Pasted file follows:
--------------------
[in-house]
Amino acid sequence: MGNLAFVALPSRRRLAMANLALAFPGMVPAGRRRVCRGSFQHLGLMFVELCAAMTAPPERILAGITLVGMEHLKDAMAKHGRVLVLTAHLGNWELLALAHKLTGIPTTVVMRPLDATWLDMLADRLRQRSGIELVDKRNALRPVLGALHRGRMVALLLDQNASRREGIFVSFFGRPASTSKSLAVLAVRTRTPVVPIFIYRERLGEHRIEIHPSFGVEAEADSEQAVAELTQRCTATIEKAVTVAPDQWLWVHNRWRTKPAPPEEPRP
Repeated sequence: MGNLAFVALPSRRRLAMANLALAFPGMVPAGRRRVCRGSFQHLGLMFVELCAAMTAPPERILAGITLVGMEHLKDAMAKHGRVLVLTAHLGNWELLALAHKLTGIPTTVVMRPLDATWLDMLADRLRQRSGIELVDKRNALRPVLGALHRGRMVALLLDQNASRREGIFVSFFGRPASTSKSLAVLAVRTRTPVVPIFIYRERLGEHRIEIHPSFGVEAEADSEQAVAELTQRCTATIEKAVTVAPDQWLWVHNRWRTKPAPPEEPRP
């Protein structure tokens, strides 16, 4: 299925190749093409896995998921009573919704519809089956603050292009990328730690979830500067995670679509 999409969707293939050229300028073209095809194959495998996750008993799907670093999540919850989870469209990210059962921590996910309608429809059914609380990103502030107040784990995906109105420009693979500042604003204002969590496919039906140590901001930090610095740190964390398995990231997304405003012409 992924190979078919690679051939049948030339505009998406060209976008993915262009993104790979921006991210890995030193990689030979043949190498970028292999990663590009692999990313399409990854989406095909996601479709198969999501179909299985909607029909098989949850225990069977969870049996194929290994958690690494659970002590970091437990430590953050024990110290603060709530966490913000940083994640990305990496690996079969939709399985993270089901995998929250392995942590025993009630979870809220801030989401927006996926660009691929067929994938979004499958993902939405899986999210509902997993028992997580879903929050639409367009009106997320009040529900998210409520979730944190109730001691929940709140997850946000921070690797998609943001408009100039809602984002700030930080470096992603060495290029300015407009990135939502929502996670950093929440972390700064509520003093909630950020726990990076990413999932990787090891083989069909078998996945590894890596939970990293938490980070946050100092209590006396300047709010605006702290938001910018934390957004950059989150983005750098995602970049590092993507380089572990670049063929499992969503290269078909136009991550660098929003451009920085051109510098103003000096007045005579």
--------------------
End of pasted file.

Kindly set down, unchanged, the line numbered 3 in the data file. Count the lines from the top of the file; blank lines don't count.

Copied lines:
Repeated sequence: MGNLAFVALPSRRRLAMANLALAFPGMVPAGRRRVCRGSFQHLGLMFVELCAAMTAPPERILAGITLVGMEHLKDAMAKHGRVLVLTAHLGNWELLALAHKLTGIPTTVVMRPLDATWLDMLADRLRQRSGIELVDKRNALRPVLGALHRGRMVALLLDQNASRREGIFVSFFGRPASTSKSLAVLAVRTRTPVVPIFIYRERLGEHRIEIHPSFGVEAEADSEQAVAELTQRCTATIEKAVTVAPDQWLWVHNRWRTKPAPPEEPRP